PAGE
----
Are you using video in your marketing strategy?
The dangerous answer: Well… no.
The correct answer: Of course!
Yes, I said dangerous.
At Traffic & Conversion Summit 2017, our Director of Communications Christine Haas sat down with some of the biggest brands in marketing to find out how they’re deploying video in their marketing strategy — their answers will have you drop what you’re doing and dive into video.
You’ll hear from…
- Dennis Yu, BlitzMetrics
- Amy Swartz, Google
- Dan Tyre, HubSpot
- Mari Smith, MariSmith.com
- Carlos Angel, Uber
- Donald Miller, StoryBrand
- Ezra Firestone, Smart Marketer
Check out the video and its transcript below!
Want to get notified the next time we upload videos like the one above? It’s easy, simply subscribe to our YouTube channel.
|Christine Hass:||How do you approach video in your marketing, and how important is it?|
|Dennis Yu:||They say, “A picture’s worth 1,000 words.” A video’s worth 1,000 pictures, and video is now key, everything in terms of engagement, all the new mobile messaging apps that are out there, around video. The question is, how do you create video in a way that’s effective, and that means taking things that would look like word-of-mouth, because customers are talking about your stuff, because you have partners that are sharing information, and you’re using video to replicate what an in-person experience would be like.
(RELATED: The Ultimate Guide to Facebook Video Ads)
|Amy Swartz:||I believe video is very important and not just for that 18 to 34 year old set. It’s everybody. Am I left brain or right brain? How am I consuming information? In small and medium sized business, I think sometimes they get intimidated by the thought of video. Yet, down-home, flip-your-phone, people can relate to that. So, it’s going to keep becoming more and more important, and more relevant.|
|Christine Hass:||How important is video, in your marketing strategy?|
|Dan Tyre:||Oh, baby. Brian Halligan, our CEO, says, 50% of your content should be in video. 50%. So, it’s another one, where you think it’s like five or ten percent. You’re like, “no.” In 2017, people love video. They love small snippets. They love larger kind of things. Video in all of the data analytics, showcase, you can get the concept over more quickly. It delights people. You can gauge their interest. So, Halligan, at the Inbound Conference came out and said, don’t necessarily hire a blogger. Go out and find a videographer. Take all of the content that you would normally write about, and put it in video. I couldn’t agree with it more. I see video all the time. You see Facebook Live. You see Snapchat. That’s the direction it’s going.|
|Mari Smith:||The trends are actually well-produced, professional, high-quality, like you guys are doing here at DigitalMarketer. A nice set. Professional lighting. Multi-camera shoots. Great editing. Those really stand out because, psychologically, we’ve been used to seeing that as television-type content. So, even though there’s a place for organic selfie-type content, on our phones, the content in video that’s standing out is very well-produced.|
|Carlos Angel:||I think that is the most important. I can’t think of a campaign that we’ve run lately, that hasn’t had video as the core creative. For many years, video was something that only the big ad agencies could do, and media was television. It was completely impossible to do. Today, it’s something that everybody can do. Just figure out a way to make a good video, and then just serve it to 1.whatever-billion people. Video is always going to be more engaging than images, if you do it right. I see no reason why video shouldn’t be the cornerstone of your creative.|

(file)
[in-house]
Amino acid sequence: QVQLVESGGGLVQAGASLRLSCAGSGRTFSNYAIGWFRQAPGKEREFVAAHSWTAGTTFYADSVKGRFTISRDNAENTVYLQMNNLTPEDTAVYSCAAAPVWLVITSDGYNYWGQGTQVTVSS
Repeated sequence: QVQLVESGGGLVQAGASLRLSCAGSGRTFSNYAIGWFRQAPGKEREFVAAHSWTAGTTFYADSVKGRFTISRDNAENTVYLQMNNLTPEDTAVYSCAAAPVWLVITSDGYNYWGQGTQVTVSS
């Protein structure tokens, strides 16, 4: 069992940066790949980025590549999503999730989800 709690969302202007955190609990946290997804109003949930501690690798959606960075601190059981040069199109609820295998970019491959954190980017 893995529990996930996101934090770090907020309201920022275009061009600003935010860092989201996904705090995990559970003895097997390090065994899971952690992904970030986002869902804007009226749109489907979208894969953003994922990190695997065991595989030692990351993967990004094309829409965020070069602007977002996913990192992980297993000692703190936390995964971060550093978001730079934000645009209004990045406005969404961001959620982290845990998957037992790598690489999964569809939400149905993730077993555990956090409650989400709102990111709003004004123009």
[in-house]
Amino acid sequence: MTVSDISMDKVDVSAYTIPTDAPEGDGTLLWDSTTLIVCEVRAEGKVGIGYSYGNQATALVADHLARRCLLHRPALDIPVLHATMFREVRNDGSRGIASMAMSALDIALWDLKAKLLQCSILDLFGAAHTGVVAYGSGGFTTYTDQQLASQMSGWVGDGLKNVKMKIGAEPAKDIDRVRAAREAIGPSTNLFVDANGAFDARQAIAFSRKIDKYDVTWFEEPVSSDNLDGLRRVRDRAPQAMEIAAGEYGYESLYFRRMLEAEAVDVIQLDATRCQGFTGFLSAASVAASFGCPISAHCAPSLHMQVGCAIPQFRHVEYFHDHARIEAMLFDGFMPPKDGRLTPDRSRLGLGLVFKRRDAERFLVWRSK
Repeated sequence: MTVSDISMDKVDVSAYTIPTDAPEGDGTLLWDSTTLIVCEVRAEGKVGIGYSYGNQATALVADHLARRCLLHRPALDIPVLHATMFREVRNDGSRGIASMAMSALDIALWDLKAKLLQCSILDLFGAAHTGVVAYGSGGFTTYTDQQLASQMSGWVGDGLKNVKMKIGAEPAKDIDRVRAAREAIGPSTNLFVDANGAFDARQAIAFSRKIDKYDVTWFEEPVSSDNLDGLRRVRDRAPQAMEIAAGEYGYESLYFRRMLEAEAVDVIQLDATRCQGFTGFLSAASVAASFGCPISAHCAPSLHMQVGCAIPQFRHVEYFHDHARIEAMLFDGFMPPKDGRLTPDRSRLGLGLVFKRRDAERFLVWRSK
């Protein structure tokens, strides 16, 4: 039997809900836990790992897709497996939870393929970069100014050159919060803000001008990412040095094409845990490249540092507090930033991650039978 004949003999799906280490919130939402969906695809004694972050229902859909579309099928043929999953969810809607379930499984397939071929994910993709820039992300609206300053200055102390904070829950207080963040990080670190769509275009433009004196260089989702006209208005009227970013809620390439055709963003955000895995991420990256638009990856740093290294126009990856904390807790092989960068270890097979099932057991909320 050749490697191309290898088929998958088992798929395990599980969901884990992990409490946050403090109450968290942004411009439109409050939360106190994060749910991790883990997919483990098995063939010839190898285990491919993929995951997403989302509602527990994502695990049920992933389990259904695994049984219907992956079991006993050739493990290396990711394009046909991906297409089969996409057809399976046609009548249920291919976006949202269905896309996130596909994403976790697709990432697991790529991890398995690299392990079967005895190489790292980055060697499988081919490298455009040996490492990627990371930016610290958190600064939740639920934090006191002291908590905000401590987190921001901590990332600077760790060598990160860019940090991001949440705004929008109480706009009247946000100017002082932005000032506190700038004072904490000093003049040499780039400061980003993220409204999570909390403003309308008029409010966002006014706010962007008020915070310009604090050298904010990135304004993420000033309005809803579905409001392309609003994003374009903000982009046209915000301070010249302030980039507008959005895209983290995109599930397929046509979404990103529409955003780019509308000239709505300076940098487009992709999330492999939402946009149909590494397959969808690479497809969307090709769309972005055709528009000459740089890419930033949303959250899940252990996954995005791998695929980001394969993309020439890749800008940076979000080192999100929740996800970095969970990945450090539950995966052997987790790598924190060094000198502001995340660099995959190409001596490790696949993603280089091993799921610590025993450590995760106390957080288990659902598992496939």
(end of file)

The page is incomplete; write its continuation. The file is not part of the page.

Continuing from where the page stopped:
|Donald Miller:||A video really needs to be about the customer, a business video. It needs to be about what that customer wants, what their problem is getting what they want. How that problem is making them feel. Then you pivot to you, and how you can help them overcome that challenge, but the whole narrative is really about them. It doesn’t mean that you can’t be on the video 90% of the time. What I’m talking about is the difference between the hero in the story, and the guide. I always say, the brand needs to position themselves as the guide. Yet, you look at a movie like Mary Poppins. The movie is about the guide, not the hero. The hero is the father. He’s not on screen a whole lot, but he’s the hero who has to overcome a challenge in order to transform. That’s the definition of a hero.|
|Ezra Firestone:||So, there’s been this trend towards short-form video, as there’s been a trend towards consumption times, on the internet, going down. We carry these mobile devices around with us. People are consuming in shorter and shorter periods of time. Yes, short-form video is great, short-form video works, to get people’s attention. However, once you have someone’s attention, long-form content is what converts. A lot of people are sleeping on long-form video content. We’ve had this, in 2016, agenda to introduce more long-form video content into our business. I’m talking five-minute, ten-minute, fifteen-minute, 45-minute, video pieces that are based around story, that are based around brand, that are based around product benefits. We’ve seen a significant increase in conversion in our email sequences, in our advertising, as we include the conversion asset of long-form video, back into our business.|
(NOTE: Can’t get enough of Traffic & Conversion Summit? Reserve your seat today for Traffic & Conversion Summit 2018 and SAVE 65% with Super Early Bird Pricing. But hurry! This is the lowest ticket prices will be and the Super Early Bird promotion is for a limited time. Learn more here.)